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Gasoline engine matches zero-emission electric vehicles
Volvo Car Corporation is producing a new gasoline engine that complies with California's 2003 PZEV (Partial Zero Emission Vehicles) standard - the toughest in the world - and will allow several Volvo models to be sold in the state in the same category as zero-emission electric vehicles.
The new technology, which earned Volvo's development team the 2002 Henry Ford Technology Award, produces emissions that are lower in hydrocarbons and nitrogen oxide than the air going into the engine. In other words, the car actually purifies the air, ridding it of these pollutants.
In production since September, the new 2.4-litre, five-cylinder engine will be installed in Volvo V70 and S60 models sold in California.
"Apart from the exciting challenge of developing the systems which we have now introduced, the project has generated valuable technical spin-off," says Sten Sjöström, project manager responsible for new emission control concepts at Volvo Car Corporation.
"We can also apply the experience gained to other Volvo models and in other markets where the regulations are less strict. In this way, we will be able to produce cleaner cars all over the world at a reasonable cost."
Starting next year, all auto manufacturers selling cars in California must include a specified percentage of zero-emission vehicles in their lineups. Legislators first envisioned that these would be electric vehicles (ZEVs or Zero Emission Vehicles), but they subsequently decided to permit other technologies - such as 'ordinary' gasoline engines, hybrids and natural gas - provided emission levels are as low as those of electric cars, including production of the electricity. These cars are described as Partial Zero Emission Vehicles or PZEVs.
Emissions of toxic hydrocarbons from Volvo's PZEV vehicles have been reduced to less than a thousandth of the levels from cars produced 30 years ago.
The keys to the Volvo PZEV's performance include a method of quickly heating the car's catalytic converter after cold starts and a modified fuel system and fuel tank that reduce evaporative emissions to almost zero.
At least 90 percent of all emissions from a car are emitted from the exhaust pipe within the first minute of starting. Once the catalytic converter is hot, the emissions basically drop to zero.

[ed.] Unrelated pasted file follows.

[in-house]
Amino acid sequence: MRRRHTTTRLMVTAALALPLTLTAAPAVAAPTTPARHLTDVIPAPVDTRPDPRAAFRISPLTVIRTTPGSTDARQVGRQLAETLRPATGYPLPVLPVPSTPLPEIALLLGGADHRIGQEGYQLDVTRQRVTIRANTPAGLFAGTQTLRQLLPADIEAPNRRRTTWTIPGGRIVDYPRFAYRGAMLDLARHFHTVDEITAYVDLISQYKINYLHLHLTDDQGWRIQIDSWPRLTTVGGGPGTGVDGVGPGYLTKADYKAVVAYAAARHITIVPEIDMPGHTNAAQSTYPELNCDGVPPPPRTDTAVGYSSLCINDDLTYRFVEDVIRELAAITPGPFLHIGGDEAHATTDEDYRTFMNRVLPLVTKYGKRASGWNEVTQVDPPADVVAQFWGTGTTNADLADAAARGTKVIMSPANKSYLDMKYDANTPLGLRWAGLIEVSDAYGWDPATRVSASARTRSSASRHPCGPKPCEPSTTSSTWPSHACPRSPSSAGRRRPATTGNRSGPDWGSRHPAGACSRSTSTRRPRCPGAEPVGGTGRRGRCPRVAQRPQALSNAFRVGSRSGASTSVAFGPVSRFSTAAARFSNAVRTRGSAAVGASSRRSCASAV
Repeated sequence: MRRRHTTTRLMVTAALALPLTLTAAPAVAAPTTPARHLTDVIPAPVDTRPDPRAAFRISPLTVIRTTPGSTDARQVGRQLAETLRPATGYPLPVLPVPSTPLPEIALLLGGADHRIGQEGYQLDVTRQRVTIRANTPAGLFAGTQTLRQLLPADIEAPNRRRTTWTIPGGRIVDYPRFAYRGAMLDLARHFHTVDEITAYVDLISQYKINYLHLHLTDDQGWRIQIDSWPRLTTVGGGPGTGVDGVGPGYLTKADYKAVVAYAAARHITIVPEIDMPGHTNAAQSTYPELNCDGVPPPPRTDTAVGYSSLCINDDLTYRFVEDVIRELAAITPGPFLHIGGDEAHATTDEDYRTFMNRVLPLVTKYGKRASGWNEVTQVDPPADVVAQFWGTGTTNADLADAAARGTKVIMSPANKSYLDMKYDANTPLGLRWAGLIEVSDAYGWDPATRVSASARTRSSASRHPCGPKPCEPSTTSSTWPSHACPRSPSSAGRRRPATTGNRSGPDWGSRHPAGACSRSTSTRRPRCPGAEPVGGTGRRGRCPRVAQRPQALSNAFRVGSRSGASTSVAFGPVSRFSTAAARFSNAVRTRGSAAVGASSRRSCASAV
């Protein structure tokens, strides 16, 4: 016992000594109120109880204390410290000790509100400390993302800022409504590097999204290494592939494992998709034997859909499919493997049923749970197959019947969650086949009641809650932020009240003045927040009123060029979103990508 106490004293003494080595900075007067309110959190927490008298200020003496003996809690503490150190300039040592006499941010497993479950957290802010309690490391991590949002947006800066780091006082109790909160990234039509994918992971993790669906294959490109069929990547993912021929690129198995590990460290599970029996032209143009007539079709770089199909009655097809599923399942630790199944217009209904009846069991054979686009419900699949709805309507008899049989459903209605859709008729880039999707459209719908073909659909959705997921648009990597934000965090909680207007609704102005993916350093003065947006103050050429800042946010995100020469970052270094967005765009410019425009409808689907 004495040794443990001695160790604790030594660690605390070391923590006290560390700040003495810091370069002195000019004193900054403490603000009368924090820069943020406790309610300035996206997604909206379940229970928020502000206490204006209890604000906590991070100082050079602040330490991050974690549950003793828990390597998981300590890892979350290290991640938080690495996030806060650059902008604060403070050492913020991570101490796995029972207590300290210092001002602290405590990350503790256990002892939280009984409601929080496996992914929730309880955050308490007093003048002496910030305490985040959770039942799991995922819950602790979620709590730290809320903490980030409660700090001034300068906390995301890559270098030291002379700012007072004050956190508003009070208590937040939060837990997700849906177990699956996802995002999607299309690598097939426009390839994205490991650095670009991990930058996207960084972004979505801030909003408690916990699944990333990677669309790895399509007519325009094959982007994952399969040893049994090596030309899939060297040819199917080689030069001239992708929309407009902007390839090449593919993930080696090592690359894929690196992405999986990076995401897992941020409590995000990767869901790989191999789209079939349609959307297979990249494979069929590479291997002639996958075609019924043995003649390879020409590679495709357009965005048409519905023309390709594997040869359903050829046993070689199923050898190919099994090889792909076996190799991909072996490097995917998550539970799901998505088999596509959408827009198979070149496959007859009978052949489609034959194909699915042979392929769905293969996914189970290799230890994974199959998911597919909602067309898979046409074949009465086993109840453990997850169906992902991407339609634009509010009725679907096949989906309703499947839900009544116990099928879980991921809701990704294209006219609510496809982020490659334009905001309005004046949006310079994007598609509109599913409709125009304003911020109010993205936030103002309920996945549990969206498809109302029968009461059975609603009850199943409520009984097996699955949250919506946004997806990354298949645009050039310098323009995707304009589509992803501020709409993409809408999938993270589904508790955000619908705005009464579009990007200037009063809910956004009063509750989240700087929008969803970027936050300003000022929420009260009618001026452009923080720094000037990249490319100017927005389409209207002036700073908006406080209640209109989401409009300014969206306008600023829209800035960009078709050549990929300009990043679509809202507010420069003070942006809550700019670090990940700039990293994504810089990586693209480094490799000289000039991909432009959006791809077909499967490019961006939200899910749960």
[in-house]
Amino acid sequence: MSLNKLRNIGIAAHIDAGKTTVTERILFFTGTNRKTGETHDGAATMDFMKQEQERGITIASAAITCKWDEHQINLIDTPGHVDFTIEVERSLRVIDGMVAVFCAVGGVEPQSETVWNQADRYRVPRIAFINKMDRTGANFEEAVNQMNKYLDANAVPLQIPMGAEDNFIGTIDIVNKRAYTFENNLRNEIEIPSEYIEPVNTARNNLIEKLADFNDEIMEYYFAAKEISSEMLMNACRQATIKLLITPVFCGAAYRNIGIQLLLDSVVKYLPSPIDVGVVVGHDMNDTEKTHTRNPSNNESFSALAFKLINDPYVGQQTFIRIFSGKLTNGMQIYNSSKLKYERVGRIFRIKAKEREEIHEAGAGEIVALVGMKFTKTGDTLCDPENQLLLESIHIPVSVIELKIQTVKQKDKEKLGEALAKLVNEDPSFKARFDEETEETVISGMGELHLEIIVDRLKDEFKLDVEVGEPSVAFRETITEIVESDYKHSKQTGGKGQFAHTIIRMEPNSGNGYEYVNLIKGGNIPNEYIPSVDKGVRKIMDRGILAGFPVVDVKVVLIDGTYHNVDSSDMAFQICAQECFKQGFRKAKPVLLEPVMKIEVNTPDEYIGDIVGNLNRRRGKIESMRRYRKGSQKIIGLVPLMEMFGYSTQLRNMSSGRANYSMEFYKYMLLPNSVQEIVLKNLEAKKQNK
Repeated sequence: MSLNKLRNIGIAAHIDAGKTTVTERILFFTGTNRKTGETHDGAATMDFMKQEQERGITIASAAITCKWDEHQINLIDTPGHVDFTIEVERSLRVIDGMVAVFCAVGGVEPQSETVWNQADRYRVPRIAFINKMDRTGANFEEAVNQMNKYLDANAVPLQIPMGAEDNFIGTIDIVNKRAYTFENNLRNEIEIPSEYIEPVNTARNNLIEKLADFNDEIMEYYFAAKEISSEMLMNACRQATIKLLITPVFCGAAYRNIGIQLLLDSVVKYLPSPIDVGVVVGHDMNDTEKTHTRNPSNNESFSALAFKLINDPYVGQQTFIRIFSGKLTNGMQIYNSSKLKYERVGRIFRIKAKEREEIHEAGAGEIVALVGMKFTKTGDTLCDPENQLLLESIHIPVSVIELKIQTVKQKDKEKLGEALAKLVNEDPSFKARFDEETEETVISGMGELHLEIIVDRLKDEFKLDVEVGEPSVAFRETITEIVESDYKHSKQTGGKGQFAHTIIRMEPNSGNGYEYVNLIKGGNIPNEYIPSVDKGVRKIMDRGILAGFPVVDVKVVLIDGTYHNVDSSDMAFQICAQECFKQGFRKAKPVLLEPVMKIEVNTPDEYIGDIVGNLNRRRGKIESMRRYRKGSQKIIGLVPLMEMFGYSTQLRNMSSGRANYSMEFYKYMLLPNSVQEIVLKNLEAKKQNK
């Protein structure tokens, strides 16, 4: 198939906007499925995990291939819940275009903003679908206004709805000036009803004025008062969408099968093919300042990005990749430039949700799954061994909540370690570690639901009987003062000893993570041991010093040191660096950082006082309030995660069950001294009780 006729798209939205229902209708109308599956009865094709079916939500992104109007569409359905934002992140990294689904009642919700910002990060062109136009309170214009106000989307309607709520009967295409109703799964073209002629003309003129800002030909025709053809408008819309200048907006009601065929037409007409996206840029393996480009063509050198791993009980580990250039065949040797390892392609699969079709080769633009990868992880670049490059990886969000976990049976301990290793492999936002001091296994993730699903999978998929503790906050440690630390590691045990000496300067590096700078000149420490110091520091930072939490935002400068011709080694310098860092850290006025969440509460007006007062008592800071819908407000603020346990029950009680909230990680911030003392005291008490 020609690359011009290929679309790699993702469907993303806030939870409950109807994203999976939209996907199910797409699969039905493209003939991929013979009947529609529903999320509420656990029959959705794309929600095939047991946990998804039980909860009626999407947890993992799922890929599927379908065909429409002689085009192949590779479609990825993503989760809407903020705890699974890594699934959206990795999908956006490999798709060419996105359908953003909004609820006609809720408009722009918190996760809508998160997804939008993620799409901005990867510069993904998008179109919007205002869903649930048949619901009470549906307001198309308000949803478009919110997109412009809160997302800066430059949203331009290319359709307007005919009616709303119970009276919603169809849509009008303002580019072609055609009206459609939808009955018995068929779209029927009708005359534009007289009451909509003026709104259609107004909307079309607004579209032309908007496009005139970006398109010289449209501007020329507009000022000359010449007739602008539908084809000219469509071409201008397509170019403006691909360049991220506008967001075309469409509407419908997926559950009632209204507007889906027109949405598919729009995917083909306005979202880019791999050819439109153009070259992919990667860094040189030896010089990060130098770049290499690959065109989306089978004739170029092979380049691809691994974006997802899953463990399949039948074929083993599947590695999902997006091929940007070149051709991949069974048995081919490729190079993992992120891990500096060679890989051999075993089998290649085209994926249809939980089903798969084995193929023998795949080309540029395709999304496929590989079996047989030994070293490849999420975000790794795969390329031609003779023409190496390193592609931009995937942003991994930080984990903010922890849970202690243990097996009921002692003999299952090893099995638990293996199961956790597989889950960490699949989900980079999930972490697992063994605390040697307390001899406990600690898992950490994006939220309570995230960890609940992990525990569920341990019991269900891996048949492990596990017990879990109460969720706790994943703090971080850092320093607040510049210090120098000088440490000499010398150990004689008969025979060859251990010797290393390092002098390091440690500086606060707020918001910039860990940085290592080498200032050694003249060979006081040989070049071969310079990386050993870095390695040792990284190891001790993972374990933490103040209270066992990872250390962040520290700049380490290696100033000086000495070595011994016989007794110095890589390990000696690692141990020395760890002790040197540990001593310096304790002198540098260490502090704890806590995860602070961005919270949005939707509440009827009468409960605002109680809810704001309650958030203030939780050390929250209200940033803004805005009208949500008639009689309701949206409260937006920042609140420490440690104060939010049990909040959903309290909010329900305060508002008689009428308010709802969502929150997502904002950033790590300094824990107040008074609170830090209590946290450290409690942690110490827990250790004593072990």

To solve the cold-starting problem, Volvo engineers developed VVT (Variable Valve Timing), which enables the car to be started with excess air - in other words, with a lean mixture, or 'negative choke.' This enables large quantities of air to be heated, bringing the catalytic converter to working temperature very quickly. New software has also been developed to control the starting sequence with a high degree of precision.
Volvos with PZEV have two catalytic converters, the first of which is installed close to the engine, immediately downstream of the exhaust manifold. This also contributes to rapid activation of the unit.
Performance and fuel consumption are not adversely affected by PZEV.
Evaporative emissions are largely hydrocarbons that evaporate not only from the fuel system, but also from the tires, body and air-conditioning system. As a result of Volvo's development work, evaporation from the Volvo PZEV has been reduced to almost zero.
All components are manufactured to ensure long durability in view of the length of the guarantee. VCC has been conducting comprehensive, accelerated endurance tests to assure the operation of the complete emission purification system for as long as 15 years or 240,000 kilometres (150,000 miles).
For the moment, only Volvo cars sold in California will be equipped with the PZEV system, but several engines currently under development will also be equipped with the technology. Volvo expects to widen its availability as more units are produced and the costs drop accordingly.
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